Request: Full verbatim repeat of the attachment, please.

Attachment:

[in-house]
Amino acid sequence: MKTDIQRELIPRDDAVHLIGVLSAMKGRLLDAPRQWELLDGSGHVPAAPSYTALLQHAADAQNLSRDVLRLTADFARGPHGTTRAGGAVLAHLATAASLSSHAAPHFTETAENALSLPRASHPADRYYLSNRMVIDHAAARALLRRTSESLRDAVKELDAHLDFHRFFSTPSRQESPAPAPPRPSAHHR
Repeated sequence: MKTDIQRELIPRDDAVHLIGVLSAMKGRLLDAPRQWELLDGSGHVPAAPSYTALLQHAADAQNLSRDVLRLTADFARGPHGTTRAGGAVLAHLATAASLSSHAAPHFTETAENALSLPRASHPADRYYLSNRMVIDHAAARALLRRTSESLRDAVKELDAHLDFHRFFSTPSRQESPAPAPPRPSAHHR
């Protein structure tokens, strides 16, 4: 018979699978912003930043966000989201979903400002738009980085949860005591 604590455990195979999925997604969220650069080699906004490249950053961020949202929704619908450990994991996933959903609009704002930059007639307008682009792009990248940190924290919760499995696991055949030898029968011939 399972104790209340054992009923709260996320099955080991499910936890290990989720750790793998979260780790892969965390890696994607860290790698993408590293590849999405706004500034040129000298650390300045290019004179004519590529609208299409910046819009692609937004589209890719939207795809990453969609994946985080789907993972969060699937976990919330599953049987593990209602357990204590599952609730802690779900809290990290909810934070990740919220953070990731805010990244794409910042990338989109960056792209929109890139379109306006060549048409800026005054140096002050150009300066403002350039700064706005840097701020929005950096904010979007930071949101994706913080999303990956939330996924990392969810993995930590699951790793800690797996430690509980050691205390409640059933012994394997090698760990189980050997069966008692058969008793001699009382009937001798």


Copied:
[in-house]
Amino acid sequence: MKTDIQRELIPRDDAVHLIGVLSAMKGRLLDAPRQWELLDGSGHVPAAPSYTALLQHAADAQNLSRDVLRLTADFARGPHGTTRAGGAVLAHLATAASLSSHAAPHFTETAENALSLPRASHPADRYYLSNRMVIDHAAARALLRRTSESLRDAVKELDAHLDFHRFFSTPSRQESPAPAPPRPSAHHR
Repeated sequence: MKTDIQRELIPRDDAVHLIGVLSAMKGRLLDAPRQWELLDGSGHVPAAPSYTALLQHAADAQNLSRDVLRLTADFARGPHGTTRAGGAVLAHLATAASLSSHAAPHFTETAENALSLPRASHPADRYYLSNRMVIDHAAARALLRRTSESLRDAVKELDAHLDFHRFFSTPSRQESPAPAPPRPSAHHR
């Protein structure tokens, strides 16, 4: 018979699978912003930043966000989201979903400002738009980085949860005591 604590455990195979999925997604969220650069080699906004490249950053961020949202929704619908450990994991996933959903609009704002930059007639307008682009792009990248940190924290919760499995696991055949030898029968011939 399972104790209340054992009923709260996320099955080991499910936890290990989720750790793998979260780790892969965390890696994607860290790698993408590293590849999405706004500034040129000298650390300045290019004179004519590529609208299409910046819009692609937004589209890719939207795809990453969609994946985080789907993972969060699937976990919330599953049987593990209602357990204590599952609730802690779900809290990290909810934070990740919220953070990731805010990244794409910042990338989109960056792209929109890139379109306006060549048409800026005054140096002050150009300066403002350039700064706005840097701020929005950096904010979007930071949101994706913080999303990956939330996924990392969810993995930590699951790793800690797996430690509980050691205390409640059933012994394997090698760990189980050997069966008692058969008793001699009382009937001798």